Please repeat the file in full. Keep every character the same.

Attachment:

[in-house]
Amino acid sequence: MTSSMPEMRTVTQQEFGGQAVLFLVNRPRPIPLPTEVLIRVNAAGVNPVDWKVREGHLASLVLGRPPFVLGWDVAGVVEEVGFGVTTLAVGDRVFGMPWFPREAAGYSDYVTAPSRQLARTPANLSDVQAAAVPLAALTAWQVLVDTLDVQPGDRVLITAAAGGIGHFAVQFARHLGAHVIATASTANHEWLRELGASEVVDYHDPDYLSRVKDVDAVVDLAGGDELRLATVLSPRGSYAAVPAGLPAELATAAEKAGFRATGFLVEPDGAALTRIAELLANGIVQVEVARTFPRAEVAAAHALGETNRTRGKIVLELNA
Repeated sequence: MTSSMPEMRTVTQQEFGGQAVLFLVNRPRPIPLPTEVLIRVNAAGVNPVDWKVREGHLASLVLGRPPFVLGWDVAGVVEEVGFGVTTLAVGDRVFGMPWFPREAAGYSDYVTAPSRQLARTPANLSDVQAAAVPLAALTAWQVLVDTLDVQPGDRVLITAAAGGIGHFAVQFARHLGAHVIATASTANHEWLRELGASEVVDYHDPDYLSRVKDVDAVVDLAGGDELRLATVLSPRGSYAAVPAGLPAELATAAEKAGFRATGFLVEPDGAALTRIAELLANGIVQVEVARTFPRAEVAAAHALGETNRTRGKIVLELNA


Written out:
[in-house]
Amino acid sequence: MTSSMPEMRTVTQQEFGGQAVLFLVNRPRPIPLPTEVLIRVNAAGVNPVDWKVREGHLASLVLGRPPFVLGWDVAGVVEEVGFGVTTLAVGDRVFGMPWFPREAAGYSDYVTAPSRQLARTPANLSDVQAAAVPLAALTAWQVLVDTLDVQPGDRVLITAAAGGIGHFAVQFARHLGAHVIATASTANHEWLRELGASEVVDYHDPDYLSRVKDVDAVVDLAGGDELRLATVLSPRGSYAAVPAGLPAELATAAEKAGFRATGFLVEPDGAALTRIAELLANGIVQVEVARTFPRAEVAAAHALGETNRTRGKIVLELNA
Repeated sequence: MTSSMPEMRTVTQQEFGGQAVLFLVNRPRPIPLPTEVLIRVNAAGVNPVDWKVREGHLASLVLGRPPFVLGWDVAGVVEEVGFGVTTLAVGDRVFGMPWFPREAAGYSDYVTAPSRQLARTPANLSDVQAAAVPLAALTAWQVLVDTLDVQPGDRVLITAAAGGIGHFAVQFARHLGAHVIATASTANHEWLRELGASEVVDYHDPDYLSRVKDVDAVVDLAGGDELRLATVLSPRGSYAAVPAGLPAELATAAEKAGFRATGFLVEPDGAALTRIAELLANGIVQVEVARTFPRAEVAAAHALGETNRTRGKIVLELNA